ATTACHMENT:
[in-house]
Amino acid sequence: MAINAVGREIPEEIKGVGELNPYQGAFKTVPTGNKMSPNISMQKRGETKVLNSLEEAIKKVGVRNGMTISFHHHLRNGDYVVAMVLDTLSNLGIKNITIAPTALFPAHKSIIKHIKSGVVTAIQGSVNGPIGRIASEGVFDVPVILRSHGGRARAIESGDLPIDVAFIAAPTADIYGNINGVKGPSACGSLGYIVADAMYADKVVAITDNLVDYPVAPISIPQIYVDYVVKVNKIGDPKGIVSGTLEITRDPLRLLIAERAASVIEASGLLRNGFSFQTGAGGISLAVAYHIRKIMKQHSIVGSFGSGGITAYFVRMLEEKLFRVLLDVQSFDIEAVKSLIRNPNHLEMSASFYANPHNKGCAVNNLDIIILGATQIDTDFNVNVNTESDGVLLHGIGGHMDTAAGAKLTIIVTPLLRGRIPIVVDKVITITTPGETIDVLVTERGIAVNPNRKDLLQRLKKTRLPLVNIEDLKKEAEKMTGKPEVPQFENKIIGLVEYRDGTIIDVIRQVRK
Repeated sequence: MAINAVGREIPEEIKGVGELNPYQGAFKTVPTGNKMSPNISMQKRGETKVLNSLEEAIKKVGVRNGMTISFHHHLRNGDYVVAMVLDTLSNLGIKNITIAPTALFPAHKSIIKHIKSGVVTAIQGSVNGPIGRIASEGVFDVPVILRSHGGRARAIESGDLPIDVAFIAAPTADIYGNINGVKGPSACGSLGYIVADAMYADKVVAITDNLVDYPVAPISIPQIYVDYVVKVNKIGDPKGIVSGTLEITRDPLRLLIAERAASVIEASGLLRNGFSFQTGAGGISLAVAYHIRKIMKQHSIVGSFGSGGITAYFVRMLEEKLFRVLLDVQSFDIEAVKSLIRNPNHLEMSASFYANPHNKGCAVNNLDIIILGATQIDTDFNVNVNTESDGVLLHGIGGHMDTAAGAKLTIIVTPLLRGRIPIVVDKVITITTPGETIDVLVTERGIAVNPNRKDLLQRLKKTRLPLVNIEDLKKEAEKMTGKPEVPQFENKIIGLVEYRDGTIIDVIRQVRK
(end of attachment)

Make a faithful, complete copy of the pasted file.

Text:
[in-house]
Amino acid sequence: MAINAVGREIPEEIKGVGELNPYQGAFKTVPTGNKMSPNISMQKRGETKVLNSLEEAIKKVGVRNGMTISFHHHLRNGDYVVAMVLDTLSNLGIKNITIAPTALFPAHKSIIKHIKSGVVTAIQGSVNGPIGRIASEGVFDVPVILRSHGGRARAIESGDLPIDVAFIAAPTADIYGNINGVKGPSACGSLGYIVADAMYADKVVAITDNLVDYPVAPISIPQIYVDYVVKVNKIGDPKGIVSGTLEITRDPLRLLIAERAASVIEASGLLRNGFSFQTGAGGISLAVAYHIRKIMKQHSIVGSFGSGGITAYFVRMLEEKLFRVLLDVQSFDIEAVKSLIRNPNHLEMSASFYANPHNKGCAVNNLDIIILGATQIDTDFNVNVNTESDGVLLHGIGGHMDTAAGAKLTIIVTPLLRGRIPIVVDKVITITTPGETIDVLVTERGIAVNPNRKDLLQRLKKTRLPLVNIEDLKKEAEKMTGKPEVPQFENKIIGLVEYRDGTIIDVIRQVRK
Repeated sequence: MAINAVGREIPEEIKGVGELNPYQGAFKTVPTGNKMSPNISMQKRGETKVLNSLEEAIKKVGVRNGMTISFHHHLRNGDYVVAMVLDTLSNLGIKNITIAPTALFPAHKSIIKHIKSGVVTAIQGSVNGPIGRIASEGVFDVPVILRSHGGRARAIESGDLPIDVAFIAAPTADIYGNINGVKGPSACGSLGYIVADAMYADKVVAITDNLVDYPVAPISIPQIYVDYVVKVNKIGDPKGIVSGTLEITRDPLRLLIAERAASVIEASGLLRNGFSFQTGAGGISLAVAYHIRKIMKQHSIVGSFGSGGITAYFVRMLEEKLFRVLLDVQSFDIEAVKSLIRNPNHLEMSASFYANPHNKGCAVNNLDIIILGATQIDTDFNVNVNTESDGVLLHGIGGHMDTAAGAKLTIIVTPLLRGRIPIVVDKVITITTPGETIDVLVTERGIAVNPNRKDLLQRLKKTRLPLVNIEDLKKEAEKMTGKPEVPQFENKIIGLVEYRDGTIIDVIRQVRK